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Digital Project for family creation in Revit. Anyone?

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    Digital Project for family creation in Revit. Anyone?

    Historically, Large Revit firms use a variety of parametric generic tools in the early stages of design before transitioning to Revit especially when the geometry of the project is complex. Once a project is moved to DD, CD a Revit model is build for documentation purposes while the facades and other complex structures are done in Digital project or Generative. Obviously the more traditional projects are done fully in Revit.

    There was an interesting lecture given at AU, by Robert A.M. Stern Architects where they showed the Yale residential college project. While the aesthetics of the building is very traditional (bricks, orthogonal, classical ornaments) they used Digital Projects to model the windows and doors, because Revit couldn't handle the storage of large amount of unique windows in the project. The file size increased exponentially when more details ware added to the window families. The DP parametics windows where imported as static clean 3d CAD objects in Revit which decreases the file size.

    Has anyone have any experience in using DP or any other parametric modeller to create families for Revit? What is your work flow?

    #2
    Ive used Digital Project, but not woth Revit. And- while i heard about the lecture- i am very skeptical that "Revit couldnt handle the storage of large amount of unique windows in the project."

    In fact, if they are put in Revit as static 3D solids from DWG translation from DP, guess what: Thats HEAVIER than having many types of parametric windows done natively. IE: They shot themselves in the foot. Im not going to slam on the lecture (not having seen it), but im betting it wouldve performed MUCH better in native revit.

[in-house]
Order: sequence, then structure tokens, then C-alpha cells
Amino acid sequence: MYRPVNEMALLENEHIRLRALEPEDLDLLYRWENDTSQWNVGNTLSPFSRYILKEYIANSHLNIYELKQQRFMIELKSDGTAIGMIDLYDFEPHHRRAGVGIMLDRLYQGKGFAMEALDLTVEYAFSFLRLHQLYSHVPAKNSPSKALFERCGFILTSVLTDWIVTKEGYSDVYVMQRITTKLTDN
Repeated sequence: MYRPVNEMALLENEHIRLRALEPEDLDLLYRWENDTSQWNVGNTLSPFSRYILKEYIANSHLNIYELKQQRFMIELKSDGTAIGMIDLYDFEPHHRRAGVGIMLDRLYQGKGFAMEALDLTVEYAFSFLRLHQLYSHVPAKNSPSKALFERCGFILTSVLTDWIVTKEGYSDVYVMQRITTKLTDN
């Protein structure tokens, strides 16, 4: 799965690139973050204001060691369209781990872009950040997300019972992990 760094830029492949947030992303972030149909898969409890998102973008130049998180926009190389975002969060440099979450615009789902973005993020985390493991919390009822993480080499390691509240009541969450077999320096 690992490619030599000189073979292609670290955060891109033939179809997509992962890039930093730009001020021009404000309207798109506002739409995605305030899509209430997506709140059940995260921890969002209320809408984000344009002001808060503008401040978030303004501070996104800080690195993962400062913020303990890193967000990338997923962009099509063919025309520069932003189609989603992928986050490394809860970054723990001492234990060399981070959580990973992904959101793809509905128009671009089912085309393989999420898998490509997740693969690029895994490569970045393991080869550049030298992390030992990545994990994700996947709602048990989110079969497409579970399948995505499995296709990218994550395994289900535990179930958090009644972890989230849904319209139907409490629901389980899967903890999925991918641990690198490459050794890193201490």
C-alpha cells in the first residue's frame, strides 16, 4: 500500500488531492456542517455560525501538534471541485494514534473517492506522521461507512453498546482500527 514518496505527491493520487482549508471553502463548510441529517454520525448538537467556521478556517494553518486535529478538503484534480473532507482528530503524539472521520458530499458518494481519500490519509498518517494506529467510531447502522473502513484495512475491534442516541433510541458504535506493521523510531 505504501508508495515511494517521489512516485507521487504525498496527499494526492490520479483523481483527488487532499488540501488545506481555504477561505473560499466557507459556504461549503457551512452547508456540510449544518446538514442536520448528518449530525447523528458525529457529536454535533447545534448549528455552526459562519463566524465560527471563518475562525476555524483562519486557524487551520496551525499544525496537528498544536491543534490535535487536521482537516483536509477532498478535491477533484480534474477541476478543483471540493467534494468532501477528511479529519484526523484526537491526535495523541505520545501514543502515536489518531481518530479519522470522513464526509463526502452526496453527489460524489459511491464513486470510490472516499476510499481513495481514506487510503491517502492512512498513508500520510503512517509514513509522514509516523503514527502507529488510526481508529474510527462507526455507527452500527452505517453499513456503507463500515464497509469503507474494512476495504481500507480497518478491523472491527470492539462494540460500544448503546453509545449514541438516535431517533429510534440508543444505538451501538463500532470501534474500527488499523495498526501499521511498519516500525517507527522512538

Aaron "selfish AND petulant" Maller |P A R A L L A X T E A M | Practice Technology Implementation
    @Web | @Twitter | @LinkedIn | @Email

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      #3
      [QUOTE=In fact, if they are put in Revit as static 3D solids from DWG translation from DP, guess what: Thats HEAVIER than having many types of parametric windows done natively. IE: They shot themselves in the foot. Im not going to slam on the lecture (not having seen it), but im betting it wouldve performed MUCH better in native revit.[/QUOTE]

      I agree with Aaron. Recently, I was engaged in a project where the facade team used DP and the rest of the documentation was in Revit. At DD/CD stage the team tried to bring DP facade in to Revit using iges/sat/dwg etc..but the file was MUCH HEAVIER. Also, when we tried to export DP exported facade as navisworks file from revit it kept crashinig. I then modelled the similar facade in Revit with exactly same LOD and it was only 20MB and no problem in navisworks export.
      I would strongly suggest using Revit native geometry as much as possible.
      R
      Pfaulder | London, UK

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        #4
        Frankly I find his statement hard to believe. Unless he uses a weird workflow:
        Dunno how exact the OP's description is, but the guy was talking about different WINDOWS. Let's say they are comparing 3D CAD imports with all different Revit FAMILIES (not parametric types like Aaron suggested). In that case the 3D CAD imports would probably reduce file size. But there are two pitfalls: